“I liked Miss Garner almost immediately,” Dixon remembers. “Her care and concern for her students was absolutely sincere … She was kind and charming, and we all enjoyed her Southern ways and accent.”
Garner began her 26-year term at Sweet Briar in 1957, eventually becoming the Wallace E. Rollins Professor of Religion. She died March 8, 2013, at the age of 92, in her native Liberty, N.C.
Sporting Peter Pan-collared shirts, knee-long dresses — “never pants” — and Keds in matching colors, along with a headband that was “perched on top, almost like a tiara,” Garner was as distinctive in appearance as she was in character.
Admired by her students, she fit in well with the young crowd. Dixon remembers that the professor was unfazed by the noise level on Randolph Hall’s first floor, where she lived.
Garner called her students “Friend” and made sure they mastered their grammar as well as their course material.
“She was a full-service educator,” Dixon says. “One of my favorite things she once said was: ‘Jesus was a good boy, but Paul spread the Word!’ I can still hear her say it now.”
Garner was so popular that the graduating class of 1983 made her an honorary member of their class, and the professor spoke at opening Convocation that fall.
Garner retired in 1984 and returned to Liberty, N.C.
Dixon had not seen her in years when, after field hockey coach Jennifer Crispen’s death in 2008, she decided to reach out to the professor emerita.
“I realized how quickly time passes, and that if she was still living I would enjoy reconnecting with her,” she says. “I got her number and just called out of the blue. She was delighted to hear from a former student, and after that I made a point of talking with her occasionally, especially on holidays and her birthday.”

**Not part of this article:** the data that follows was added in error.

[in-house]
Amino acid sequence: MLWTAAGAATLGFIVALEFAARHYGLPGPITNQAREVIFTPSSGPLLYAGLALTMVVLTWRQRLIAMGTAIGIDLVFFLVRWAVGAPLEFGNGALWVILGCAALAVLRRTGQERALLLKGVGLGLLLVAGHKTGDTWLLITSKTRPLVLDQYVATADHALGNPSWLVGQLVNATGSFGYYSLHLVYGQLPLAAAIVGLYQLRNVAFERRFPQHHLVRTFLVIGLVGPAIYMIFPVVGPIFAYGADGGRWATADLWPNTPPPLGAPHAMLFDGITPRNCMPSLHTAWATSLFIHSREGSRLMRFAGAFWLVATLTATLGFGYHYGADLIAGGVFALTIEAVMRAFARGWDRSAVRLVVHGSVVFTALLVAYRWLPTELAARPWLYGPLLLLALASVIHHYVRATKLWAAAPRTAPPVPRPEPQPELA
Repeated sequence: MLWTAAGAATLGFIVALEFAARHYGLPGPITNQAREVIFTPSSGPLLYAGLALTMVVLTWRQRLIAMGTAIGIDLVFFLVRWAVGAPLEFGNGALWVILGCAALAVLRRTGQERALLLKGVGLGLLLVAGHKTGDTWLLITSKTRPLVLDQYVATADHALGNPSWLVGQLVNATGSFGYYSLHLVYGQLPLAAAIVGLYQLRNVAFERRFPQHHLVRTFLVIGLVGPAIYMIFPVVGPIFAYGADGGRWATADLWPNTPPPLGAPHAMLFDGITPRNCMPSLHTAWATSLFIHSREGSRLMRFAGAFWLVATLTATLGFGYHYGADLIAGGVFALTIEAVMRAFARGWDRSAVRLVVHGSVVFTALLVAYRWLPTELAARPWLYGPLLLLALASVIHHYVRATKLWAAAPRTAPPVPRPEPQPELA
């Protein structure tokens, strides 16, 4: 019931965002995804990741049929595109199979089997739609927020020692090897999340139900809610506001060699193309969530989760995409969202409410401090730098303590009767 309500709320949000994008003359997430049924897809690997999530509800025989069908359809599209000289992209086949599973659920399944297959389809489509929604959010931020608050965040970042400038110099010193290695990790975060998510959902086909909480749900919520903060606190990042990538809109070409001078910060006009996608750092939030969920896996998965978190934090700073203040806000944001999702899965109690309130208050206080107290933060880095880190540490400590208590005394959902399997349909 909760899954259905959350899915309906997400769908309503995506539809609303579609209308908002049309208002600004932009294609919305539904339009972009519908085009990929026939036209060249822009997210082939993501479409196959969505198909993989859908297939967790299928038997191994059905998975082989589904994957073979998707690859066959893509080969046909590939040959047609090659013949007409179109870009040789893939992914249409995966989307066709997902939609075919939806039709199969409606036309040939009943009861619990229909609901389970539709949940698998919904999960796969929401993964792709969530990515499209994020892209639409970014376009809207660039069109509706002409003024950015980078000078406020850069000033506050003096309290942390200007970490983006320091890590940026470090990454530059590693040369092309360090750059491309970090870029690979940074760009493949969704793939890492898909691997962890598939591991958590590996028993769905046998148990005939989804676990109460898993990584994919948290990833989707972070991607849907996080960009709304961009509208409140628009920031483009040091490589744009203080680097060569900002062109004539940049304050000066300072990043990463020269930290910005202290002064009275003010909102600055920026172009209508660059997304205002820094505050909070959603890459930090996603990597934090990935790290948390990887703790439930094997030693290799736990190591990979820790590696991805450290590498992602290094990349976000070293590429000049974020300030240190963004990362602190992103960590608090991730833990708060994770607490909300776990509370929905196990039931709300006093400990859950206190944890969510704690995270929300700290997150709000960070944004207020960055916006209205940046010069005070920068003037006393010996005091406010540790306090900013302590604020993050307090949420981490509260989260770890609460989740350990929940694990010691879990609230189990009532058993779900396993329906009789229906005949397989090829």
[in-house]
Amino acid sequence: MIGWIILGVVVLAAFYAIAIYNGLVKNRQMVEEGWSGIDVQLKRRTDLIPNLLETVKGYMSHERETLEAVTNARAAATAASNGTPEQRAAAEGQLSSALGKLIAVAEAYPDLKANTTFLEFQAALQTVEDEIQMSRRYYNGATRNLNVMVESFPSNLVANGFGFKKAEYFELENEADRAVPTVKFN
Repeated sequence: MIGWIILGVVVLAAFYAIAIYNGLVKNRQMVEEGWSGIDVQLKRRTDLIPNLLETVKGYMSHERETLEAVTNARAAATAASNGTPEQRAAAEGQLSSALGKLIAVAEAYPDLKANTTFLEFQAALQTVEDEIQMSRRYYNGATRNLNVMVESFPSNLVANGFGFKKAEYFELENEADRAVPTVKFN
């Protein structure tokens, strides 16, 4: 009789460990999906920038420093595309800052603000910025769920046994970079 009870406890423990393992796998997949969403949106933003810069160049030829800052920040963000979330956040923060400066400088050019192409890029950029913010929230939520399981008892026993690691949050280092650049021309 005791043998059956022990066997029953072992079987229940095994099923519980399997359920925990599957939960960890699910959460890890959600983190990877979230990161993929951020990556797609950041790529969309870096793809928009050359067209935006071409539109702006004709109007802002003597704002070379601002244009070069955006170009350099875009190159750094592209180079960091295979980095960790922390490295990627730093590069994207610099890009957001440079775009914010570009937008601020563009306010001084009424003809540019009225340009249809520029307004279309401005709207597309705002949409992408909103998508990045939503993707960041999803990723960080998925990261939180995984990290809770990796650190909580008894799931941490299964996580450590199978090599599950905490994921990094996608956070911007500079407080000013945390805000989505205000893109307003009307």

Dixon visited her twice — the last time during Christmas last year. They talked about this and that, but mostly Sweet Briar.
“I asked her what she liked the most about teaching there, and she immediately said the students. She told me about how fine the faculty was and how many travel and professional development opportunities Sweet Briar provided to her. She especially commented on going to India.
“She mentioned to me often that she had a good life, very full and satisfying … but that she was ready to go.”
Born March 15, 1919, Garner graduated in 1939 from the Woman’s College at the University of North Carolina, where she edited the student newspaper and was inducted into Phi Beta Kappa. She later attended Columbia University and Union Theological Seminary in New York, completing her master’s degree in 1946. From 1950 to 1952, she was a Fulbright scholar at the University of Aberdeen in Scotland, where she earned her Ph.D. Sweet Briar remained a constant in her life, even 30 years after she retired.
During Dixon’s last visit, the professor gave her a special photo she had received from former Sweet Briar President Harold Whiteman. It pictures the Fletcher Oak during all four seasons.
“It seemed to be such a relief to her to give the photo to someone she knew would appreciate it and value it as she did,” Dixon says. “I cherish it.”
Garner’s memory lives on in other ways, too. Dixon, now a chemistry teacher at Collegiate School in Richmond, Va., is glad Garner knew before she died that her former student had become a teacher as well — both Garner and Crispen had encouraged her to go that route, but it took 25 years for it to sink in.
“In homage to Miss Garner, I always grade with a green pen,” Dixon says. “[It’s] something she often did.”